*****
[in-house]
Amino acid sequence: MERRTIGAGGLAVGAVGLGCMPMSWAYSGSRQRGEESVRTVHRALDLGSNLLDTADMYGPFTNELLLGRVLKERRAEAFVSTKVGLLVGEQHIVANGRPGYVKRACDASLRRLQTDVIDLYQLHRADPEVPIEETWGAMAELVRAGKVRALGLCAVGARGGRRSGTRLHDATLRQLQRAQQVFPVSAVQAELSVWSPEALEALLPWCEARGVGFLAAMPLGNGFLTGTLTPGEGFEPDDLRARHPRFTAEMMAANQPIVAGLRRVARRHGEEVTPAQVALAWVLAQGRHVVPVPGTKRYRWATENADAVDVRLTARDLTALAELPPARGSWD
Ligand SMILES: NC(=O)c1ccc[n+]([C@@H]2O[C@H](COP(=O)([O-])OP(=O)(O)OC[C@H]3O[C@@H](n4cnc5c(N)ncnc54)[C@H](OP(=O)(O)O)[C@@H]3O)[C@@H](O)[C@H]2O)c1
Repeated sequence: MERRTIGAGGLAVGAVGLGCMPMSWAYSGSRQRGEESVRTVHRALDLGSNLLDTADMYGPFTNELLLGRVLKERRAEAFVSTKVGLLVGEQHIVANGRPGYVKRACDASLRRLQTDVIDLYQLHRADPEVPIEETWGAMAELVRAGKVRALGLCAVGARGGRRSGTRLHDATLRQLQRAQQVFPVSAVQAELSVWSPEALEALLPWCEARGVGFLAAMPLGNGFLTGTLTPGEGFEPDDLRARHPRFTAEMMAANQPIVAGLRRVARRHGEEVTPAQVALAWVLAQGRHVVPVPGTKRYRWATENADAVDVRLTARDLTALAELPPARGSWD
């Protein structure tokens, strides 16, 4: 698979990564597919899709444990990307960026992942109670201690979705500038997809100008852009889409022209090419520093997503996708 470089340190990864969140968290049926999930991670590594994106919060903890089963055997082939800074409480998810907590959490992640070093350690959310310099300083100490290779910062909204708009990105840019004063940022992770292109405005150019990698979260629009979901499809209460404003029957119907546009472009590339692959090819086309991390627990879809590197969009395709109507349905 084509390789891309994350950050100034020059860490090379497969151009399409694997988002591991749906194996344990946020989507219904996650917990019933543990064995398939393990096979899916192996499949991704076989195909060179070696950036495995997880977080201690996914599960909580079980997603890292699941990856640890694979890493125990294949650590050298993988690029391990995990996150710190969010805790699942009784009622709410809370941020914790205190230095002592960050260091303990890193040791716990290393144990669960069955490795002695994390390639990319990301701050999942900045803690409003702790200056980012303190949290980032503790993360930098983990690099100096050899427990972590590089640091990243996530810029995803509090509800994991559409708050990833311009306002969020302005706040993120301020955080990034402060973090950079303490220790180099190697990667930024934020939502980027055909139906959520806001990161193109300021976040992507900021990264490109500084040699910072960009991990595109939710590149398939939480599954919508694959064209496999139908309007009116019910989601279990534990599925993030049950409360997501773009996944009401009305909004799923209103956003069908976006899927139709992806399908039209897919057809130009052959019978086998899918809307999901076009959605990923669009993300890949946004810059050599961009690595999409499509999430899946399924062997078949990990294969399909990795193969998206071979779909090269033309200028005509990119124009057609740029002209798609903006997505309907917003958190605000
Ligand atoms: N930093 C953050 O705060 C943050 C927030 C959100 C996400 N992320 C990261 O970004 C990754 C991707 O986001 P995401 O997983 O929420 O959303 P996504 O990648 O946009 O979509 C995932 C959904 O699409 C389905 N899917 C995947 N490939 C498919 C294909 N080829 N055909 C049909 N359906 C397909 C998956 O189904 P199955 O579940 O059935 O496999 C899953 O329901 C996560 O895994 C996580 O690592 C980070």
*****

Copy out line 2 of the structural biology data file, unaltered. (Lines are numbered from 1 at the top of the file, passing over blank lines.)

Amino acid sequence: MERRTIGAGGLAVGAVGLGCMPMSWAYSGSRQRGEESVRTVHRALDLGSNLLDTADMYGPFTNELLLGRVLKERRAEAFVSTKVGLLVGEQHIVANGRPGYVKRACDASLRRLQTDVIDLYQLHRADPEVPIEETWGAMAELVRAGKVRALGLCAVGARGGRRSGTRLHDATLRQLQRAQQVFPVSAVQAELSVWSPEALEALLPWCEARGVGFLAAMPLGNGFLTGTLTPGEGFEPDDLRARHPRFTAEMMAANQPIVAGLRRVARRHGEEVTPAQVALAWVLAQGRHVVPVPGTKRYRWATENADAVDVRLTARDLTALAELPPARGSWD